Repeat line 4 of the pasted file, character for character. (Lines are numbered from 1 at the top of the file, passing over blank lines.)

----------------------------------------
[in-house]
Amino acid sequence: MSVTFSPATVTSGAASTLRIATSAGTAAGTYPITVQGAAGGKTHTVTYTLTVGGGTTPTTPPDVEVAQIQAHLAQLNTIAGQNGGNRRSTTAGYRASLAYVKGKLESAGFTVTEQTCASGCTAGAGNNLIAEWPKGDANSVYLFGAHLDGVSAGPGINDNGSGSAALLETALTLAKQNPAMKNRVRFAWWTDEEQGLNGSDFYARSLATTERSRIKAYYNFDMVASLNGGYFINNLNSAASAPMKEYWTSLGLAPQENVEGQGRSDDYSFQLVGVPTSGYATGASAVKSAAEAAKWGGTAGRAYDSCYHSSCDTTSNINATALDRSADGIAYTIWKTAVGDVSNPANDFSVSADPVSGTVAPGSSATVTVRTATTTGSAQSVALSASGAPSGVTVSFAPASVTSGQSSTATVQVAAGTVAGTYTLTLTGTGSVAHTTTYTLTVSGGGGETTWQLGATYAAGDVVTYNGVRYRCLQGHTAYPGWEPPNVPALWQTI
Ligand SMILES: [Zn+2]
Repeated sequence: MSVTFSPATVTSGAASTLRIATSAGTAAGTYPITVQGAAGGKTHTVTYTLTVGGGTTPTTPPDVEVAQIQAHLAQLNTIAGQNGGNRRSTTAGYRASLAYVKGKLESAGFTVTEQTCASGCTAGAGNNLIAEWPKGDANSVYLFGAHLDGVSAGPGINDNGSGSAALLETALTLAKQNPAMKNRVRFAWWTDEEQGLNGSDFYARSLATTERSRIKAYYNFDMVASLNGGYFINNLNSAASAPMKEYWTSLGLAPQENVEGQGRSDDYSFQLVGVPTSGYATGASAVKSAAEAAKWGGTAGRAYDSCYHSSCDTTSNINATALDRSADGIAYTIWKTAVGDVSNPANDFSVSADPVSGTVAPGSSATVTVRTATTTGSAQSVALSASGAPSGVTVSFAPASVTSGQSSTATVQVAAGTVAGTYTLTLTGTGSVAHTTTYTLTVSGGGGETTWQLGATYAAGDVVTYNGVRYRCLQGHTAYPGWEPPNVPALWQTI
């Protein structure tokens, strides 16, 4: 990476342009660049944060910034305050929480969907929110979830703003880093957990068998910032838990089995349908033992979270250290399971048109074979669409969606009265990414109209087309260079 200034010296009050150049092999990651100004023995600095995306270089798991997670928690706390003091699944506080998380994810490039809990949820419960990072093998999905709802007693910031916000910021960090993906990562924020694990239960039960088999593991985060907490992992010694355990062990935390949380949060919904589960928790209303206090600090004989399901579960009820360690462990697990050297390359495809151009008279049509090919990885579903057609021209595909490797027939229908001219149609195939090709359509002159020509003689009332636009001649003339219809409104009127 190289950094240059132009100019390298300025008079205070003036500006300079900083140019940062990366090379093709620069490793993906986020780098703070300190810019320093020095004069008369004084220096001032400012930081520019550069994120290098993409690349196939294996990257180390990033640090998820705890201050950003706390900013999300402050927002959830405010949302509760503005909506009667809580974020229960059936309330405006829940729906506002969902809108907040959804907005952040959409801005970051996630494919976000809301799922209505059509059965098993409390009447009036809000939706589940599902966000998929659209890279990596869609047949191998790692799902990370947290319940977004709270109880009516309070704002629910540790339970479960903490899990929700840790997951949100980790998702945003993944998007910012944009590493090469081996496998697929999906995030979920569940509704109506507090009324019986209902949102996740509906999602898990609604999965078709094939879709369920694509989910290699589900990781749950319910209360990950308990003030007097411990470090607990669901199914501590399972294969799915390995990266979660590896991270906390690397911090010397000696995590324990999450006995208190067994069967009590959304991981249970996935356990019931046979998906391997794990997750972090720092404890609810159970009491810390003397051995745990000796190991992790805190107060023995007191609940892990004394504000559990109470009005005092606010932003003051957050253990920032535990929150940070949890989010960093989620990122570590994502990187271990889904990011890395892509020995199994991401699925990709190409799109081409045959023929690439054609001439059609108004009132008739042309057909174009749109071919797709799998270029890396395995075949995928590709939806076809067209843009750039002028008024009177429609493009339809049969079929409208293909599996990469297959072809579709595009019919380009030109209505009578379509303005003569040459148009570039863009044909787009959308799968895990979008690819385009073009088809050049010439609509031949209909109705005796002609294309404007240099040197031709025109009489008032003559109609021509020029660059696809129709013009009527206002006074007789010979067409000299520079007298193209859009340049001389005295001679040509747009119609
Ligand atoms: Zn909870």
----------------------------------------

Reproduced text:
Repeated sequence: MSVTFSPATVTSGAASTLRIATSAGTAAGTYPITVQGAAGGKTHTVTYTLTVGGGTTPTTPPDVEVAQIQAHLAQLNTIAGQNGGNRRSTTAGYRASLAYVKGKLESAGFTVTEQTCASGCTAGAGNNLIAEWPKGDANSVYLFGAHLDGVSAGPGINDNGSGSAALLETALTLAKQNPAMKNRVRFAWWTDEEQGLNGSDFYARSLATTERSRIKAYYNFDMVASLNGGYFINNLNSAASAPMKEYWTSLGLAPQENVEGQGRSDDYSFQLVGVPTSGYATGASAVKSAAEAAKWGGTAGRAYDSCYHSSCDTTSNINATALDRSADGIAYTIWKTAVGDVSNPANDFSVSADPVSGTVAPGSSATVTVRTATTTGSAQSVALSASGAPSGVTVSFAPASVTSGQSSTATVQVAAGTVAGTYTLTLTGTGSVAHTTTYTLTVSGGGGETTWQLGATYAAGDVVTYNGVRYRCLQGHTAYPGWEPPNVPALWQTI